A couple of days later they called with their initial estimate and I gave them the go-ahead. It would take two or three weeks to complete the work and as such things normally go they discovered a couple of other hidden issues that needed attention. Nothing was critical but my wishes were simple: Fix whatever needs fixing so that the bike would be reliable and ready for long distance touring wherever I decide to go next. Roadside repairs are not my deal ever never.

Sooner than I expected I got the call the BB was ready so off I went, this time accompanied by Riley. He's really good company although the truck now smells like a kennel.

Sssst! Hey! Lemme outta here!
Craig gave me a detailed explanation of everything that was done and what I could expect in the future. Dragging a sidecar around puts a lot of extra strain on the bike - any bike - so they made sure all the affected components were inspected and if they were close to needing replacement they were done.

Craig Hansen
Craig's happy parts guy. Shoot, I forgot his name. Sorry
Loaded up, ready to head home
Hansen's was an easy shop to deal with, I never got the feeling of being rushed, always felt like I had the attention of whoever I was dealing with. Craig Hansen - the owner - was particularly attentive and I could tell he really cares about his customers. I'll be back.

The day after returning I called Jerry to ask for help unloading the bike and re-installing the sidecar. He generously agreed and after meeting for coffee in Bandon we headed out to my place for the big event. 

Upon arrival Jerry was greeted by Toby, our Aussie Shepard who doesn't seem to trust anyone that doesn't live here. Jerry's been here dozens of times and Toby takes forever to warm up to him. Who knows why, maybe someone in his past resembling Jerry mistreated him but beings he's an adopted dog we'll never find out. Good thing Jerry's a patient guy who loves dogs. At least Riley is friendly.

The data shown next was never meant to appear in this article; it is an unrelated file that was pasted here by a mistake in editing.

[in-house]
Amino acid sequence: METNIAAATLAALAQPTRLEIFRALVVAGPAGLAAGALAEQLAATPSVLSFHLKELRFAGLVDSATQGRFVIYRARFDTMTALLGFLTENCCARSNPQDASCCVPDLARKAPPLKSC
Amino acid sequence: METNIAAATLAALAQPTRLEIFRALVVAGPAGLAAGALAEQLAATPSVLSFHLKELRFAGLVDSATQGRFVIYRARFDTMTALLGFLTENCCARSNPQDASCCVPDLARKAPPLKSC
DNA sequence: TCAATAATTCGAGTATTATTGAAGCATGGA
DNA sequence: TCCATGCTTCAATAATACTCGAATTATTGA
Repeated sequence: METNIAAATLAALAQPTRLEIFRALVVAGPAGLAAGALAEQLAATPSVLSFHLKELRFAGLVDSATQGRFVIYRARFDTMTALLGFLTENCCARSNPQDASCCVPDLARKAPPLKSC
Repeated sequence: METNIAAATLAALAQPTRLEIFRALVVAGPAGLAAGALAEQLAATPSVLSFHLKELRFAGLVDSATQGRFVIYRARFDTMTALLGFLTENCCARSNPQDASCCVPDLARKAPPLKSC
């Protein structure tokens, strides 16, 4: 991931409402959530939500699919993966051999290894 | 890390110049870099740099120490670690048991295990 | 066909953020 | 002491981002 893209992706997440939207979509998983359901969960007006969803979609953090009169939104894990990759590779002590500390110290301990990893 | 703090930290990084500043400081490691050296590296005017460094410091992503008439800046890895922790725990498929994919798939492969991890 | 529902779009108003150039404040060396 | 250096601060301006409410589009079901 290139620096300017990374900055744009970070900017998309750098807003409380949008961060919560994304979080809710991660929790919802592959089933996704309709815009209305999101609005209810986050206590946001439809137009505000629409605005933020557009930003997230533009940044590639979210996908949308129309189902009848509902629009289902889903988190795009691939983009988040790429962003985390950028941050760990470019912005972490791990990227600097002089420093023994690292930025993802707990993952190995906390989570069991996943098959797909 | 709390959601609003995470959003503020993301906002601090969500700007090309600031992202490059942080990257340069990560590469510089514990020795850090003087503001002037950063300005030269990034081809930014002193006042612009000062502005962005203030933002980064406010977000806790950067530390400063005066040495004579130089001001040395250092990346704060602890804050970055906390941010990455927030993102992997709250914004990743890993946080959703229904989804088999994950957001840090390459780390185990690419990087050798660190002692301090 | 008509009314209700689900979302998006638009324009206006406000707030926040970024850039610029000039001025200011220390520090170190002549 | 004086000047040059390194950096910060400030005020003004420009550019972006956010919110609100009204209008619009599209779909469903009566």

So we tackled hooking the hack back up to the Bumble Bee which was a fairly straight forward job. It required a bit of coaxing and fumbling around to get everything lined up but once done all was well again. We made a couple of short passes up and down the driveway and declared it fixed.

Welcome home BB, you're looking good and sounding a lot better!
And lest I forget, Craig laid an armful of swag on me including a great T-shirt designed by his son plus hefty bottles of brew, each bearing his name from his bud's brewery in Corvallis. Thanks Craig! And thanks to all the crew at Hansen's BMW in Medford, OR!
Later today I'll try to get out for a ride and see how everything works, then report back. Of course it looks like rain at the moment...this is after all Oregon, eh?


Nov 10 - Post Repairs Ride Update

We finally got a break in the weather and I was able to take the beastie out for a ride. It wasn't far, just a bit under a hundred miles but all seems well. Riding a sidecar is always a hoot, especially one as cool as a vintage BMW airhead like this one. After an initial re-familiarization period of twenty miles or so the BB and I settled down into a comfortable routine of mixed familiarity. It was good to be back, can't wait to head out on another journey with this rig.